tent. at least, he told the troth, for it
was found that they had been ruthlessly
slaughtered with an axe—the boy a and
their mother aa they slept, aud the
father after a combat. Provost sajß
that he was awakened by a noise, and
aaw five men in the room, upon which he
jtimped out of a window and ran to call
help. The window was afterward fonnd
fastened on the inaido, and cobwebs
showed that it had not recently been
opened. Other facts proved that Pro
vost lied, nnd be was arrested as the
murderer; lint the mystery of the case
is not to be cleared np by his trial.
Fearing that he would be hanged, he
chose to be his own executioner, and
hanged himself in his coll.
Gold mines of great richness have late
ly been discovered in the province of
Maranham, South America.
A R*i lata a Carta " <atl* " fiHrn • I
Aaalllar Oiaaataala aa Marl Matiaa.
I sympathise with people who have a
uoae, observe# a l'arm oorrreiHiiideijt of
th# Unit nuore .S'uu, 1 have one myself.
CuUHequcntly, wlit>o pureiug through
the Oitie tin Ketiro, IU that region of the
Uuo itoiaey d'Anglaaa known U> every
American uniting Paria, I waa rut hot
drawn toward tlie aigu near the photog
rapber'a, which says, " Suae# made to
onlcr. " Wc ace art brought to the anl
j of nature iu tin- shape of wigs, tooth and
a few other matter* and thluga I need
not particular!/.#, atul we never ahou
! "thou deceitful one " at the dear in
dulgre therein. The art of being agree a
tile and looking no IN an rethetical aortal
aiHvimpl kali men t Ho in Igo to aec the
j none inaehiuint He amlle* all ovor, |
and at ouce e bo htm a good euetomer.
1 rather, in a nasal way, pooh-pooh htm.
Mowing and ncruptug, and sqnecxiiig
hia band# like a polite ogre, he ap-
I |-roadi en and pertly say* : "An aqui
liue will unit you, air." 1 disdain to re
ply, but take up hia photograph book of
restored or reformed uoaea. May the
i aauctity of all privacy pardon law, but ;
the flrat photograph I see is labeled
Mr. , Baltimore, 0. 8. A." Well
there i a uaaal balm in thia Uilead of *
the Citie du Retire, and at ouce I feel at
! home. " Pray, BIT," I boldly aaked, '
. " what ia your process V With a acien
tiflc ailonce, a " m gbtv mute manner,"
aa John Randolph, of Roanoke, im<d to
nay, the nose dealer place# hi# hand on
my forehead aud pata it affectionately
like Profeeaor Fowler, the phreuologiat.
" Good froutal cuticle, *|>aoe large, hair
falling down in freedom ; you eau afford
jto have a real Roman, air " But tell
me how?" " Well, air, we cut an angle
■ of the frontal cuticle, that i# to aay, an
angle ttpmde down of the forehead akin,
aud bring it from the apex over the
n<>e, aud by applying thia lotion, that I
i halve, three angneuui aud that plaater,
and three baudagee, and three Waahea,
and the folio wing rulea of friction, and
thia preemption of diet, and three rulea
iof everciae, in three months yon are
another man with another noec " Yes,
I quietly think, there oau be no poani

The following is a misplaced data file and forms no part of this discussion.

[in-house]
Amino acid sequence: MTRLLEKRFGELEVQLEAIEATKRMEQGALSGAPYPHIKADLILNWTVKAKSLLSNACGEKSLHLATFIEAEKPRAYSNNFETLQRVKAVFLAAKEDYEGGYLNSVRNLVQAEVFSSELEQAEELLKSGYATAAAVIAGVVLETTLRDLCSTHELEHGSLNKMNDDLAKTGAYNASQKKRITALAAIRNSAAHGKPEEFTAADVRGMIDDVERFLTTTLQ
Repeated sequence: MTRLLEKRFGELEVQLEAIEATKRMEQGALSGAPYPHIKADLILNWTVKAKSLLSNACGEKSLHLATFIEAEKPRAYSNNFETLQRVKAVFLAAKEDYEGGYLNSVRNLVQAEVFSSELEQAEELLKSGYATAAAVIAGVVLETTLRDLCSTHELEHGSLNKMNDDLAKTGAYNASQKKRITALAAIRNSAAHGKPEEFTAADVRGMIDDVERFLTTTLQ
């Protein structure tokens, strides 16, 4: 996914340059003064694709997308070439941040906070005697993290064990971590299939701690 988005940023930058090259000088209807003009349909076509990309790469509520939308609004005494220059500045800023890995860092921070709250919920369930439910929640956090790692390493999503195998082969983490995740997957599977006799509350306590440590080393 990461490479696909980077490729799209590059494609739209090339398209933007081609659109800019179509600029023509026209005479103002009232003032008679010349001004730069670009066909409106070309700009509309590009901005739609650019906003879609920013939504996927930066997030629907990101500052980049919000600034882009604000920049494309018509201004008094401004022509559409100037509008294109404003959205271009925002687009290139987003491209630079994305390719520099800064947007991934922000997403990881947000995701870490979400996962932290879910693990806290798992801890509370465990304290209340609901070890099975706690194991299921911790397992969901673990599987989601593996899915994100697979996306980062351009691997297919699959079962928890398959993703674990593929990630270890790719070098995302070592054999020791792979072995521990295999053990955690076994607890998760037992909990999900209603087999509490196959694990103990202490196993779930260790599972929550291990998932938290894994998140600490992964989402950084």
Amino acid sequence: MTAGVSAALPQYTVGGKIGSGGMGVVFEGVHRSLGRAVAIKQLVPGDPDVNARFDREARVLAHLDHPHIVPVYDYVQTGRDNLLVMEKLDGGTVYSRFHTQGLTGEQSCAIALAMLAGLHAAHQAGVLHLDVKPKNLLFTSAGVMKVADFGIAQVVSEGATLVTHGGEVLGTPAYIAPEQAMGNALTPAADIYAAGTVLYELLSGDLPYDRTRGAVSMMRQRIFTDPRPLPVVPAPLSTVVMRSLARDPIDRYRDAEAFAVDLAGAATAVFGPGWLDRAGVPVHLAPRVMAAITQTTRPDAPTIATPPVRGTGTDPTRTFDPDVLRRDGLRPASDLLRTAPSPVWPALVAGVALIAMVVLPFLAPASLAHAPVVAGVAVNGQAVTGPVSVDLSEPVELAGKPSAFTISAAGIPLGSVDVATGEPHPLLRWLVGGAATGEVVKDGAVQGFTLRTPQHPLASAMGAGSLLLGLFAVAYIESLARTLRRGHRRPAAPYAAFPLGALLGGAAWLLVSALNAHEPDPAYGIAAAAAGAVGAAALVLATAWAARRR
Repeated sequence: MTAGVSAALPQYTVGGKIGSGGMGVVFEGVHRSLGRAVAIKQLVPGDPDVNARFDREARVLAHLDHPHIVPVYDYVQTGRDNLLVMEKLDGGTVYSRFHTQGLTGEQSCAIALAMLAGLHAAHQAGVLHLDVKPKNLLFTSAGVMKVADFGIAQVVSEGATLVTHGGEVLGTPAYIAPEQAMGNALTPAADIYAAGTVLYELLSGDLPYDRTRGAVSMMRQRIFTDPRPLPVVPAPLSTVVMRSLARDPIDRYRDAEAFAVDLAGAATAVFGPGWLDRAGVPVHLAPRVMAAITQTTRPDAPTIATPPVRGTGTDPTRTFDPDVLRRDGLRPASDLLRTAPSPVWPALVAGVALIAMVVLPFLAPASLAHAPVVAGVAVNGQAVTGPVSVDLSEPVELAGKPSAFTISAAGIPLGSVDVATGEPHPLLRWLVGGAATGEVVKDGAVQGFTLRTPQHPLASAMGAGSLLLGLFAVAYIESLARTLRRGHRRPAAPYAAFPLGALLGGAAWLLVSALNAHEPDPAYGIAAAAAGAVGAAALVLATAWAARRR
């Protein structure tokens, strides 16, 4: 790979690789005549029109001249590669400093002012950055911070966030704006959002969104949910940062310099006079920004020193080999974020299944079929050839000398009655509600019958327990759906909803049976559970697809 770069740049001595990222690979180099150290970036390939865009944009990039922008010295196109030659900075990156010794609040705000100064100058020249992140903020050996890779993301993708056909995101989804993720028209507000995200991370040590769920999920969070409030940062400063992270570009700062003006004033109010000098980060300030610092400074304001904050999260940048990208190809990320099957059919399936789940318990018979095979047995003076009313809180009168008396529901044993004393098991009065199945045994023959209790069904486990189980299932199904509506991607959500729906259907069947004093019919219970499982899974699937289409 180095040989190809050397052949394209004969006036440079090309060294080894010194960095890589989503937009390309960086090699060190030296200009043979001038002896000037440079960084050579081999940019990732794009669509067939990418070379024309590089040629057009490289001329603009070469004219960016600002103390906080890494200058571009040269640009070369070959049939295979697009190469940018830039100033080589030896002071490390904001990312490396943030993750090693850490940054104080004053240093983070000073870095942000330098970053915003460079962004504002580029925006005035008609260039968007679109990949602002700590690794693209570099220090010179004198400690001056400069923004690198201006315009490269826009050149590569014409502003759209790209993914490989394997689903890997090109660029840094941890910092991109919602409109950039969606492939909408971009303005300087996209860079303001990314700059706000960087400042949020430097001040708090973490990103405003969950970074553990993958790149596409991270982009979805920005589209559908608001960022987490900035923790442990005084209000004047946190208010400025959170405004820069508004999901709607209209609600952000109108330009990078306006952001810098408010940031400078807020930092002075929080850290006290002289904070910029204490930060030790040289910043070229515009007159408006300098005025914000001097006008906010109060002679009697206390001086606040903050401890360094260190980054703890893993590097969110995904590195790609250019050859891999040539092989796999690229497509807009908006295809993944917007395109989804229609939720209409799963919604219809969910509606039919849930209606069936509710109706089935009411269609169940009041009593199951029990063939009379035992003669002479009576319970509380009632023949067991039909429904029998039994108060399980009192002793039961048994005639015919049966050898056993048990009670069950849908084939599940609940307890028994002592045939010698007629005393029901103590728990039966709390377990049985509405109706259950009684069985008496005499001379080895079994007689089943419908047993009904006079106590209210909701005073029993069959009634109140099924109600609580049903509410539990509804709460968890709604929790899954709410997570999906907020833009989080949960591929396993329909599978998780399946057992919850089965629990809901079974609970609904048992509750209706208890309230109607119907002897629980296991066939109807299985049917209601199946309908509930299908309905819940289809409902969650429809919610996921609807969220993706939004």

h# doubt about that, whatever aort the
other man and other nose may lie.
" Auyttaog elms, monaieur?" I aak.
Looking at me aa a tailor does when he
contract# to taakca aix toot mau a auit
of clothes at a boy's price, the voluble
•• we " adda : " ire, to a man of power- ,
ful physique, like jou, air, we command
dumb be 11 a, ahoulder-tioard*, gymnastic
cxcrciaea, the <v>u#amiDg of a agar and
wafer only byway of drink (it imparts
brilliancy to the eye*, aud a good none
au l bad eye* are a failure), and the lib
eral eaUn'g of flreh giving food, aud -
then air. what a pleasing prraowa' f"
I" And the ©ret of attoh a uoae -a Ro
in-ti. a full lhsnaii ? ' "(July |k)o,
air." I bow and retire with my own
uoae, and mentally embrace all the #nf
freer* that ever came out of the Citie
du Retire, and heartily shake hauda with
all the cork-legged men, condoling with
them that they are not completely of the
same fleah aud blood with myself and
other deformed ones, and 1 mentally
' kick out the powders, Columbian lialma,
banJoliocs, ingenious paddiuga, fearful
ly and won dm ally made, and deter
mine to gii through life aa I am, but
never omitting to note on uoeea to
order, aa well a other matters, orderly
and disorderly.
Journalism in Ureal Britain.
There ia a provincial newspaper so
ciety, i Htahlisiied in 1880, which Ims its
hi adquartera at No. 7 Wins-office court.
Fleet street, London. Its object is to
promote the welfare of the ** country "
paper*— those of Kngland, Wales Scot
land, Ireland, etc.—by making editors
aud proprietors acquainted with each
other ; also to watch the acta of parlia
ment, and to exercise a careful sneer
vision over doubtful advertisers and ad
vertising agents. Its officers are deck
ed annually. Admisaiou fae, J5 ; annu
al subscription, 85. The members meet
in May, but their secretary keep* a
record of all the proceedings, aud issues
monthly circulars to the adhering editors
and proprietors.
There are eleven telegraphic sad
pre** association a, all established in
London but one. The list includes
Renter's telegram company, and several
organisation* to collect news, write let
ters, ditorisl aud foreign correspuiid
enoe. There are tonrteao morning and
five evening, and 327 weekly, semi
weeklv and monthly papers in London.
There are 1,006 daily, semi-weekly,
weekly and monthly paper*in the Brit
ish provinces, fifty-six to the Welsh
provinces, 16H hi Hcothujd. 140 in Ire
land, five in the Isle of Man, eight in
Jersey and six in Guernsey.
There are 600 niagaxiues review* and
periodical*, or monthly and weekly mag
axine*, in Great Britain. Anil there are
120 quarterly reviews in Groat Britain.
This catalogue does not inolnde all;